How often did you go shopping for a single thing but leave with a cart full of not-so-necessary items? It happens more often than we would like to admit, right? The marketing ploys have conditioned our minds so that we get tempted to buy even the most minor things we don’t plan on buying. Richard Kerr – a digital marketer who helps brands grow their businesses, recently discussed IKEA marketing strategy. Needless to say that it is mind-boggling and perfectly executed.
Please look at the detailed view of how IKEA encourages its customers to spend more than they intend to in the stores.
1. Distraction Strategy
Distract your kids at Smaland. They built it so that you can leave your kids there. Now you can focus 100% on shopping. More time to browse, more chances to buy.
2. No Sunlight
IKEA is designed in such a way that you can find windows but without sunlight. It’s a trick borrowed from casinos. The clocks are either fake or not telling the right time. Hence, you lose your senses & unknowingly buy more.
3. IKEA Stationery
IKEA has put stationery stands around the store because they want you to make a shopping list. It’s giving you a commitment to buy because it’s your list.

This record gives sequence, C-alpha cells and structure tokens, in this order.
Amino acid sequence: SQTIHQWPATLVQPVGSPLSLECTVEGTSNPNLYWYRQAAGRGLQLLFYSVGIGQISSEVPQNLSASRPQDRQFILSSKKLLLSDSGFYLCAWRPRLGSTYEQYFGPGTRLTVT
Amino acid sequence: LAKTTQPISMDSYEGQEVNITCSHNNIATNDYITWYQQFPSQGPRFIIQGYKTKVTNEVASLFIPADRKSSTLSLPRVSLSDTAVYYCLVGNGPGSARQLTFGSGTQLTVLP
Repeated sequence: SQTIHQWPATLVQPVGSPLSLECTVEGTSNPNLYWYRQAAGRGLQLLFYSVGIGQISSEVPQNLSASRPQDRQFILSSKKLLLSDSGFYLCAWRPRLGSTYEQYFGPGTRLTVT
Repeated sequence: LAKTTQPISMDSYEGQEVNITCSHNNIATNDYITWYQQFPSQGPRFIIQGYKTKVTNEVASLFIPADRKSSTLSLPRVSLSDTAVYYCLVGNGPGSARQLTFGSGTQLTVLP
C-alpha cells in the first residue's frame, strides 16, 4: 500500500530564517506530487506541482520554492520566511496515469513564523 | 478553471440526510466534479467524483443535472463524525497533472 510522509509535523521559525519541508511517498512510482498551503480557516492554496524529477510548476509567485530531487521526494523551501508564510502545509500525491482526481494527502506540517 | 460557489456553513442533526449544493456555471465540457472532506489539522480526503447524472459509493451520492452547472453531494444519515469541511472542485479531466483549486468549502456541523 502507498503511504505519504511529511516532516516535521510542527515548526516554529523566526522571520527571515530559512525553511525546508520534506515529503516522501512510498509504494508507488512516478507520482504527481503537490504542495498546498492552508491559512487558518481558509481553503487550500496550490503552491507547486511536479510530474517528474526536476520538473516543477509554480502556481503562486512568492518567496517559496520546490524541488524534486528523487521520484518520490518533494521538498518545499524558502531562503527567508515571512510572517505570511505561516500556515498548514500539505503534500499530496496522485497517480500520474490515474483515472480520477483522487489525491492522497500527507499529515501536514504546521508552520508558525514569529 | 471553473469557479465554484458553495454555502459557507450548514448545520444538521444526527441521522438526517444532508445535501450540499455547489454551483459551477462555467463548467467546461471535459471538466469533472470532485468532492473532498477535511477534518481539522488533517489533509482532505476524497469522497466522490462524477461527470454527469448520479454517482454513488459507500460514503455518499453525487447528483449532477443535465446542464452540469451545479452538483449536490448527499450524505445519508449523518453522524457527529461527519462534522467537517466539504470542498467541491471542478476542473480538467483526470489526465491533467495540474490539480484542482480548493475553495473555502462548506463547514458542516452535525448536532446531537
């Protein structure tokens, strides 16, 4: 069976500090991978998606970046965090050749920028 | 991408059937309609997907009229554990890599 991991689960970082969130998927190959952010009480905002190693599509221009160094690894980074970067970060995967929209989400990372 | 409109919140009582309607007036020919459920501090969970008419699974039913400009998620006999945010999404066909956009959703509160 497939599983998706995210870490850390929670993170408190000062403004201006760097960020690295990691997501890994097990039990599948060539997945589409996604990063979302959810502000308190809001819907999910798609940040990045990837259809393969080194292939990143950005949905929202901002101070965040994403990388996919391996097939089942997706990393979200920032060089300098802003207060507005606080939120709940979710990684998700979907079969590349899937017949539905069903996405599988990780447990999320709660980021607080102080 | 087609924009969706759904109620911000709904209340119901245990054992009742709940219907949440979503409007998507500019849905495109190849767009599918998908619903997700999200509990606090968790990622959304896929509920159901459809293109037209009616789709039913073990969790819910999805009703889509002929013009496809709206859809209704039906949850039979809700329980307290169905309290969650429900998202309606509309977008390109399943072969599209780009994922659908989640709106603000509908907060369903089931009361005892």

4. Maze Layout
They designed the store so that you only follow one direction. Most people do. There are shortcuts, but they want you to see everything inside. So you walk from the start to the end on two floors.
5. Arrow Directions
IKEA puts arrows on the floor to complement the maze layout of their stores. This means you don’t need to think about where to go next. Just follow the arrows.
6. Impulse Buying
IKEA places small items around the stores and furniture: – Bedsheets next to the beds – Candles on tables – Glass jars in the kitchen section – Pillows next to sofas And you say to yourself: “I better get these now; otherwise I have to come back here later.”
7. Store Locations
In many countries, IKEA stores are located outside the city centre. This makes people need to make their trip to IKEA worth it. People are more committed to buying & won’t leave empty-handed. This is a cognitive bias known as the ‘Sunk Cost Fallacy.’
8. The IKEA Meatball Effect
According to the company’s research, 30% of shoppers go there to eat. In 2017, IKEA made US$2.24 billion from selling food. Food affects how shoppers think & feel. When you’re not hungry, you stay longer & spend more.
9. The Checkout
They put smaller items at the checkout lines. When the queue is long, you tend to pick one or more items. After checking out, ice cream & snack counters are installed. They make you spend all the way.
10. Self Assembling
Finally, you left & went home. You bought a self-assembly chair. You assembled it & proudly posted it on your social media. You feel connected to your purchase by putting it together yourself—free marketing for IKEA.
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